Audio reviews

#1

I read a couple of the more popular audiophile magazines—paper copy, every month. But I must say that I’m just sick of everything they test being worthy of the most hyperbolic and predictable praise.
Every piece of gear they test is----insert superlatives here. Really, isn’t anything out there not so good?
I mean, grow a pair, guys and gals…
Does anyone have suggestions for where to read serious, critical reviews?

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#2

I think you know the answer as to why this occurs. It’s called conflict of interest. There is simply no incentive to publish negative reviews.

#3

Here’s some interesting interviews and discussions with reviewers that I thought were insightful and thought provoking. They discuss reviewing, audio shows, the business from their perspectives, and just general thoughts on being an audiophile.

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#4

Did any of you consider that the print mags have only so much space, and they REALLY don’t want to waste it on mediocre equipment?..whereas…the on-lineists can flap their typing fingers ad nauseum at NO COST to themselves.

Seems to me Atkinson published a note years ago about how they choose equipment to review; wish I could find it.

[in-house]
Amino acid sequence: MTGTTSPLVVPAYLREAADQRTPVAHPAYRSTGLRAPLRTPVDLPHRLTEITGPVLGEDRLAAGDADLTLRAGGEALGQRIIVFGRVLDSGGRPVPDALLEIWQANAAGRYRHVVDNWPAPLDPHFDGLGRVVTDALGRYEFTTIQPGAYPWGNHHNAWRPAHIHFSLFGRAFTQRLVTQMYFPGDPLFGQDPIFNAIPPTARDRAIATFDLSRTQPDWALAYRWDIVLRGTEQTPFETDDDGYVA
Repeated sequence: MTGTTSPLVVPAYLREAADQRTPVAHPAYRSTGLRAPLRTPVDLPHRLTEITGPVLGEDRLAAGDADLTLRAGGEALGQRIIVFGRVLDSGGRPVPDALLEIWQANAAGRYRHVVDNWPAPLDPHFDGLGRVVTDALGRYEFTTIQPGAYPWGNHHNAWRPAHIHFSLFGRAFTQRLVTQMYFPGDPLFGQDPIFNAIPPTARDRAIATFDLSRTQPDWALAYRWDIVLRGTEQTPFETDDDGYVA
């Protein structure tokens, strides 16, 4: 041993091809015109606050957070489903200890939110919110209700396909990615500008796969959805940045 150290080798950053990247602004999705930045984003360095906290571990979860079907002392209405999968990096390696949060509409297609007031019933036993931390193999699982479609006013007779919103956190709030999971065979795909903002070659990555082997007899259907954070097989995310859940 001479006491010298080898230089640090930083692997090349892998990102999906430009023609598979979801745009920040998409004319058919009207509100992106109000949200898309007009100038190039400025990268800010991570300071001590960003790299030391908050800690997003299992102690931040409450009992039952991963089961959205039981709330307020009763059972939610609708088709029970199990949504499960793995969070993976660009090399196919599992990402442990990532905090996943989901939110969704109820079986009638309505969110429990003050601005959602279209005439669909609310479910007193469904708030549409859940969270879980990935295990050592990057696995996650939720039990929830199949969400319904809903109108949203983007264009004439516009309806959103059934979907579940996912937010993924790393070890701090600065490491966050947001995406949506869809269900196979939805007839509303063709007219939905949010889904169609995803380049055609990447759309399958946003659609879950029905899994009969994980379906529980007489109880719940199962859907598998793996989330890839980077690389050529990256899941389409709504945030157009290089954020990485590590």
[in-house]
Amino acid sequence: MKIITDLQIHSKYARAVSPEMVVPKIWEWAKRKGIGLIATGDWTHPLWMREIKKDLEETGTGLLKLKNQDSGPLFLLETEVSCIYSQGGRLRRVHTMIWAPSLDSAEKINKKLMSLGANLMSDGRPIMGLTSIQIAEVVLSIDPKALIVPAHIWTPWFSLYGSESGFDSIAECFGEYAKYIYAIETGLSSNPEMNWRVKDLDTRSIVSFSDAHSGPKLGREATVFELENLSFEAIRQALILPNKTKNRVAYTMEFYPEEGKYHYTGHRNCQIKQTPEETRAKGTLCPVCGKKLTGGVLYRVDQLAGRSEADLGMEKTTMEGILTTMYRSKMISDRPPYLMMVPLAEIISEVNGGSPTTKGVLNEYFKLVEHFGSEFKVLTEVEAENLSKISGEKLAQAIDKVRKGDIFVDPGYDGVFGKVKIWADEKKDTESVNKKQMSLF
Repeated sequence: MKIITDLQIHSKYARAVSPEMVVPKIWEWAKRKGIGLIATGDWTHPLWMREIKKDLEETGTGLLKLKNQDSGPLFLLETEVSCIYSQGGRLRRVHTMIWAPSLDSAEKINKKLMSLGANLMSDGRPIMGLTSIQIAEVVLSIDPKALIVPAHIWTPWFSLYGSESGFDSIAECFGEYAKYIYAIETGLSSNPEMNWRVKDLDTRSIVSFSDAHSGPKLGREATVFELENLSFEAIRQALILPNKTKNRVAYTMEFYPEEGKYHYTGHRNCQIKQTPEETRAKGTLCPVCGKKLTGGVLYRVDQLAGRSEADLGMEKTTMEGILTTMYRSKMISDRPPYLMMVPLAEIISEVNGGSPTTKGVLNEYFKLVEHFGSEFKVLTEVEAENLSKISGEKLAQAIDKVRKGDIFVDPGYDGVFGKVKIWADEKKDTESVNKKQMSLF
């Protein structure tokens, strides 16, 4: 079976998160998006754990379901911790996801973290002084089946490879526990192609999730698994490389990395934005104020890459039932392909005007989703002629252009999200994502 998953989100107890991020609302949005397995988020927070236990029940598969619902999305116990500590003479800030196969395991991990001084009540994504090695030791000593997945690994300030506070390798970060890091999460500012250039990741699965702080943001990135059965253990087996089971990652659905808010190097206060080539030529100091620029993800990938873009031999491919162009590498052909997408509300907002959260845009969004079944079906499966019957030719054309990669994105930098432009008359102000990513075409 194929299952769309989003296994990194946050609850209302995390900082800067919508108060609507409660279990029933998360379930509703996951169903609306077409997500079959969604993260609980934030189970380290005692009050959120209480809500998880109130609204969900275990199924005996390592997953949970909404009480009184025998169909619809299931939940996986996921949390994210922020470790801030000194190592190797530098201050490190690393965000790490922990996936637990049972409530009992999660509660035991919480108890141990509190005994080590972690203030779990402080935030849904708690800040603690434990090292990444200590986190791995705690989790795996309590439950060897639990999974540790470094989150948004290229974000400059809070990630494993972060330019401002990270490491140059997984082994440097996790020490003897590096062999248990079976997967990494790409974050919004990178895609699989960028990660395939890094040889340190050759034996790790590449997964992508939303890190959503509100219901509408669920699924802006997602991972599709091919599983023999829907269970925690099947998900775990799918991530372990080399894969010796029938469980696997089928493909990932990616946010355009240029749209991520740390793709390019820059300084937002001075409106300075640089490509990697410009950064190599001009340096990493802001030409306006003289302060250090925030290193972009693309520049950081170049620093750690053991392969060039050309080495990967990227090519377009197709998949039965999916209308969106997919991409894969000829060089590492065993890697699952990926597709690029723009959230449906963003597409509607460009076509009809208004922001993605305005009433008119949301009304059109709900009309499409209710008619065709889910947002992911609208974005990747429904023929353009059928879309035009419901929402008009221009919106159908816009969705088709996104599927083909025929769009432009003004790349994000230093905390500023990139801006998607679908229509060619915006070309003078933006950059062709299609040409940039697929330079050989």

And Ron, apparently you don’t remember Michael Fremer’s somewhat negative review of the PS Audio BHK amp(s) (note); I believe he didn’t recommend it/them.

Note–I can’t remember if was the stereo or the monos.

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#5

I think Fremer liked the BHK. What he had issue with - if I recall - is the indulgent PS Audio marketing hype that came with it.

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#6

I think Paul mentioned himself somewhere that he’s famous for exaggerating…as the first sales man he probably has to, that’s ok.

I think he will be aware that announcing each product as the best of its kind at some point turns its perception and confidence into the opposite of what was intended. This can be especially critical at reviewers who can be their own kind of diva.

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#7

Have read that reviewers do review many more pieces than what gets published, not wanting to waste space/time with mediocre gear. Would love to see those lists of ‘not worthy’ stuff.

And of course it’s more than loss of advertising revenue, it’s the loss of free/early access to gear. Wish they’d go out and buy it like we (and Consumer Union) do, but then prices would go up as advertising income would drop. Audiosciencereview.com does it right, just borrow from kind hearted folks who voluntarily send pieces in for testing. Most of those subjective reviews are pretty useless, even without all the extraneous verbiage.

Soundonsound.com is one of the better sources for well written reviews, but they only do professional gear.